I have a very active startle reflex and when Ralph let out a loud “owooo” and jumped thrashing in the water, I almost took a nosedive out of my chair. He swam past my chair and when about 15 feet in front of me, he thrust his head into water and came up with a snake in his mouth which he had grabbed behind the head. Billy had seen the action and already was dragging me to shore. “Damn, I forgot about the cotton mouths,” Billy said. We both watched as Ralph violently shook his head up and down, swimming toward the shore at the same time. By the time he got to shore, that snakes head was just dangling from the side of his mouth. The snake was a good 3 feet long. Finally, Ralph sort of spat it on the ground and stood back watching it.

    “Billy, you damn near got me killed. I’ve had it. Let’s get the hell out of here.” Billy knew I was mad, and we had a quiet trip back to his truck. He plopped me in as usual, and I noticed the sand that had settled into my shoes. Even worse, I saw my chair as Billy tossed it into the back of the truck where Ralph was waiting for another rim to chew on. After a moment or two, my mind did a reverse. “Go to it, Ralph,” I thought, “any dog that saves my life is welcome to my handrims. Just don’t bite into one of those Squabbles.”

    It was late afternoon when we headed home. This time I was glad for the blaring music because I did not have to talk. We were about a half hour from home when Billy slowed down and then pulled off and parked in front of the Igloo. The Igloo is a watering hole named after the fact that it was the first place along the road to have air conditioning. “Let’s have a beer,” Billy said, “I’m really dry.”

    I looked at my watch and saw that it was getting late. “I told Flora I’d be home for supper. We don’t have time.”

    “You got your cell phone. Call her and tell her we will be a bit late. A beer won’t take long,” he argued.

    A beer would taste good, so I did call Flora. It was not a problem for her so Billy got me out of the truck and into my chair. We got inside and there were a number of people sitting around. I pulled up to a small table along the wall and Billy went over to the bar to get our beers. Just as he put the beers on our table, a couple guys Billy knew came in and stopped to say hi. Then Billy started to tell them about our lousy fishing and about Ralph killing the cotton mouth. A couple guys at the bar overheard and the stories started pouring out from all sides. Then the “sympathy” beers started coming. Sympathy beers are what I call those that are sent over by someone who tells the bartender to “take one over to that poor bastard in the wheelchair.” I know we have to draw the line somewhere, but not at free beer. We lost track of time and when I finally glanced out, I noticed it was dark already. Ooh shit.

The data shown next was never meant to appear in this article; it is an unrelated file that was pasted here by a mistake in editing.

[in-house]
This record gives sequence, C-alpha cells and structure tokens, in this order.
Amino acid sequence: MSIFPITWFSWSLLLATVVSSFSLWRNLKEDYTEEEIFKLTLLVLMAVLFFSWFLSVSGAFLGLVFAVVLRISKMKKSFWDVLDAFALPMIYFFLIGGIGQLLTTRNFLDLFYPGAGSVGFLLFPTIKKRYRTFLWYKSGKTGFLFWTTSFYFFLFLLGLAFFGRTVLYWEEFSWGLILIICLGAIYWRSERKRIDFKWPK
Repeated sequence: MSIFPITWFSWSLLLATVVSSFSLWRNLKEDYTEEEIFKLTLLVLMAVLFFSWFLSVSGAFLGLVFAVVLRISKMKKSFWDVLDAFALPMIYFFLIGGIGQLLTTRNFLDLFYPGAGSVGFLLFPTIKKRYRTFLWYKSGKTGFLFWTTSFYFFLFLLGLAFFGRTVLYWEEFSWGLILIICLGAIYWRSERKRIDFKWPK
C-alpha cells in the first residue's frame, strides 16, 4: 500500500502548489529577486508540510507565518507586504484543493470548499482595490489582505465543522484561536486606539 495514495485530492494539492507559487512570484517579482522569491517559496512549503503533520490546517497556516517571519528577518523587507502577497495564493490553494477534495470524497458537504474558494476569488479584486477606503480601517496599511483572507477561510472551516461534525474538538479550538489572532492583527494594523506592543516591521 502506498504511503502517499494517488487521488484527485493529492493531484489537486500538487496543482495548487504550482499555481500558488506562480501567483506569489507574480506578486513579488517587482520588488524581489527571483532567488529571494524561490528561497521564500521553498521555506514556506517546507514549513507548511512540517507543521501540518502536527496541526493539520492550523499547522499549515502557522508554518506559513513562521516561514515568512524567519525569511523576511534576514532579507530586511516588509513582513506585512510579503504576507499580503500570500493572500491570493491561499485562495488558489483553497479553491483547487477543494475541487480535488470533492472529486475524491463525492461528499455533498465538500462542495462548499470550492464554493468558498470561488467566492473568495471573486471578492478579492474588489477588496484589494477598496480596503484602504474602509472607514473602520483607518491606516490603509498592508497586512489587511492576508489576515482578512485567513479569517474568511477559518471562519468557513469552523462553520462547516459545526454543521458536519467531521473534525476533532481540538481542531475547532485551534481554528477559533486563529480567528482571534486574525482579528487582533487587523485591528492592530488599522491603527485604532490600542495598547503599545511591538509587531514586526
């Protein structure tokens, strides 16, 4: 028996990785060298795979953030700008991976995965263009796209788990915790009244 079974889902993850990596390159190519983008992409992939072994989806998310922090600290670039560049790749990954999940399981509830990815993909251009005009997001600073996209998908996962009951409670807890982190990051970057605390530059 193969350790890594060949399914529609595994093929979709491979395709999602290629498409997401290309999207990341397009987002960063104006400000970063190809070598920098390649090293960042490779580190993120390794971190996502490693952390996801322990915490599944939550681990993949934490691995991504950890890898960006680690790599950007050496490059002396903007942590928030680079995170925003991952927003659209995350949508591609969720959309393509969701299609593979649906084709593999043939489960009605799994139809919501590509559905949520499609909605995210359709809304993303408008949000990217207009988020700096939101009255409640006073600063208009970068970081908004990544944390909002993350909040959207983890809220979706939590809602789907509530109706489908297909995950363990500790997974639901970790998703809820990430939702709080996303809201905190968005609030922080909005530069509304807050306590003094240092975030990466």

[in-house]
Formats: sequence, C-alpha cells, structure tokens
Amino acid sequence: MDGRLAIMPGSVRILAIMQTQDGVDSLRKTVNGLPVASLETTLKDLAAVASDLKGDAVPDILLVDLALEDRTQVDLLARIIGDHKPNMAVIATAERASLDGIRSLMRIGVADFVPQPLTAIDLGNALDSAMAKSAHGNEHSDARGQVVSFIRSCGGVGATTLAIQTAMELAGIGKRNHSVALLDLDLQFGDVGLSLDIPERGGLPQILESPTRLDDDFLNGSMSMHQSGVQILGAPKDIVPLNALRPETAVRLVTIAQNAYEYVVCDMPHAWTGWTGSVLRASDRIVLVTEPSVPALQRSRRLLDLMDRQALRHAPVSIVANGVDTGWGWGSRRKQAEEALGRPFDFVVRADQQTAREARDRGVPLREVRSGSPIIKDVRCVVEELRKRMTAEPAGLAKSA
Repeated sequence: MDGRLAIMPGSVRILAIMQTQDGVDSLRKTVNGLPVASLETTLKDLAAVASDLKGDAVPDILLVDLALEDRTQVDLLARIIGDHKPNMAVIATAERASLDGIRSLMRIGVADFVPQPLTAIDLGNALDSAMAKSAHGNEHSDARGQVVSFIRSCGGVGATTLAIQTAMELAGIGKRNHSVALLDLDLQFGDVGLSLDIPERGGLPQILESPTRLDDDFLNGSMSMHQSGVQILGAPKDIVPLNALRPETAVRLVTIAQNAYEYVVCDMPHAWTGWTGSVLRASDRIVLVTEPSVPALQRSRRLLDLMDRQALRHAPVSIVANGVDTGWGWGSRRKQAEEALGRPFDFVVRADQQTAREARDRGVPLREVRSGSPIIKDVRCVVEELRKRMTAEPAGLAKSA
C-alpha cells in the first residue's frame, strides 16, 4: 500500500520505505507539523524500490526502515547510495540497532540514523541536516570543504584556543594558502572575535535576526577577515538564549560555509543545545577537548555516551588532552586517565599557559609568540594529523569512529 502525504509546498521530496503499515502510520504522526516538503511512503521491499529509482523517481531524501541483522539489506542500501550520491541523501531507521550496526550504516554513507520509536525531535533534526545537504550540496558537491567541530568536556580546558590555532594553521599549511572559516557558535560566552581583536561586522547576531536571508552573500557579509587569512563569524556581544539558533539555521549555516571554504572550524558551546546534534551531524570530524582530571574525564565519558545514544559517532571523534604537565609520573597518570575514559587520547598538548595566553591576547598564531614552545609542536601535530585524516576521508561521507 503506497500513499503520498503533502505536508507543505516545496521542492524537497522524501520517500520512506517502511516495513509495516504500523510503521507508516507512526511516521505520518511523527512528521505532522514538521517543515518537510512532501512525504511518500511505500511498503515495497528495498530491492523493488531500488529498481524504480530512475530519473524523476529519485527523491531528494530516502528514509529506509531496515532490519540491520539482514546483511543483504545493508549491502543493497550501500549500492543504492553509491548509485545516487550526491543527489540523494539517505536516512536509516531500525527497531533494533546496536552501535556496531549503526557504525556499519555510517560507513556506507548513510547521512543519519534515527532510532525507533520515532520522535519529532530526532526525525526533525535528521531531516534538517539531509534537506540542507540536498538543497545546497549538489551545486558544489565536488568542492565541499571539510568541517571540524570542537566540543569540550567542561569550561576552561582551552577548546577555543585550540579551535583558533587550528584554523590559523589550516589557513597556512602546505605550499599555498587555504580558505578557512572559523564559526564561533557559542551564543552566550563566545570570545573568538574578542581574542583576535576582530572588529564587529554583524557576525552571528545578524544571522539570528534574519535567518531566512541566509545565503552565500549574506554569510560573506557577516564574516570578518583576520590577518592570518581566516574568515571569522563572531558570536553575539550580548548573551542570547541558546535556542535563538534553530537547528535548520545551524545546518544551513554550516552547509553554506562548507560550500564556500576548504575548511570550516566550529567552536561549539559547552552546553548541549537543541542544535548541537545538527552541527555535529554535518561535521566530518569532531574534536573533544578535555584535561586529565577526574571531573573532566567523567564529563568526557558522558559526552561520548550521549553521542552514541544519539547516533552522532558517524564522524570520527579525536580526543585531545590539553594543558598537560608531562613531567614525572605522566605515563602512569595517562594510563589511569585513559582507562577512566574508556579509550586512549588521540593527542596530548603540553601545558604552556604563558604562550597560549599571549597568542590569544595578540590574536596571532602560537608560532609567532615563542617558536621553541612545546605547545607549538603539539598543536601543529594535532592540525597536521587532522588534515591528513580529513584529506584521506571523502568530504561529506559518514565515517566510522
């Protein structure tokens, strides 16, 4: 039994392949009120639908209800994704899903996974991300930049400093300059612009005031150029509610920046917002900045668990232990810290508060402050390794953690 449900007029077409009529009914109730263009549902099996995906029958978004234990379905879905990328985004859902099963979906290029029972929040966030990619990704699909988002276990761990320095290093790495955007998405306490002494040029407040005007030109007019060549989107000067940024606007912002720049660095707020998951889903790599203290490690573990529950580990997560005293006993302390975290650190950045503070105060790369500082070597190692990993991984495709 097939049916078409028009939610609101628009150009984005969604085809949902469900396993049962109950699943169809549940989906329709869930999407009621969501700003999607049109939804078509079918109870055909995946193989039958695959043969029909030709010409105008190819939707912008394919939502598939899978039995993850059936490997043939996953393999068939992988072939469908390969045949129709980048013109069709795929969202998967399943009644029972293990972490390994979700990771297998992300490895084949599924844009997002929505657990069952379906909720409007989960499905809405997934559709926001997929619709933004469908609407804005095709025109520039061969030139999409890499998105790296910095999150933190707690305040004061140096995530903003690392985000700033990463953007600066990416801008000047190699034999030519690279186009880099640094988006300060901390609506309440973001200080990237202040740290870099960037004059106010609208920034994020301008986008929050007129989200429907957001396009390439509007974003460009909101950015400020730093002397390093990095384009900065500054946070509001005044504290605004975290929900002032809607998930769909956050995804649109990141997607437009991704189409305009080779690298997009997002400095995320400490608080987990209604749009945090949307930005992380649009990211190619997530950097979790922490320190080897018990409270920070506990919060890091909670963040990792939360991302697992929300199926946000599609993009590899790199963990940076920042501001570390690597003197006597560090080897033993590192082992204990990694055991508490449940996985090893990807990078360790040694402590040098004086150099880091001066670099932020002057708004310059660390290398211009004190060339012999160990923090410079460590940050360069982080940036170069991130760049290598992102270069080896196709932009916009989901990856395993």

I managed to get Billy out of there and head back home. I was trying to think of something to tell Flora. Well, it wasn’t so much about what I was going to tell her. I always tell the truth. It was more like trying to figure out how to word it. When we pulled into the driveway, I noticed that most of the lights were out. That was somewhat of a break because Flora was likely already in bed. The more serious business would be put off until morning...at least that’s what I thought. Billy managed to get me out, and of course, I declined his offer to push me in.

    As Billy headed over to his house, I headed for my ramp in the garage. My front wheels just started up the incline when I got the feeling that I fear the most. It is wave-like, starting at the bottom of my chest, travels downward, and ends with a gurgling sound that gets amplified by my Roho. Double ooh shit! This was no ordinary wave. My AD sweating outbreak indicated it was a tsunami.

    I should have known better. I have a 3-beer limit. It is not because I get drunk, but more of an intestinal thing. One over the limit will start things moving, and with the free beers, I probably had at least a half dozen. For a few moments I just sat there, totally disgusted with myself. I was jarred back to alertness by a ripping sound and then putrid aroma that floated up. Then I heard a drip and looked around. Arrrg! It was dripping from my cushion onto the concrete floor. I could not go into the house that way and had no choice but to pull out my cell phone and call Flora.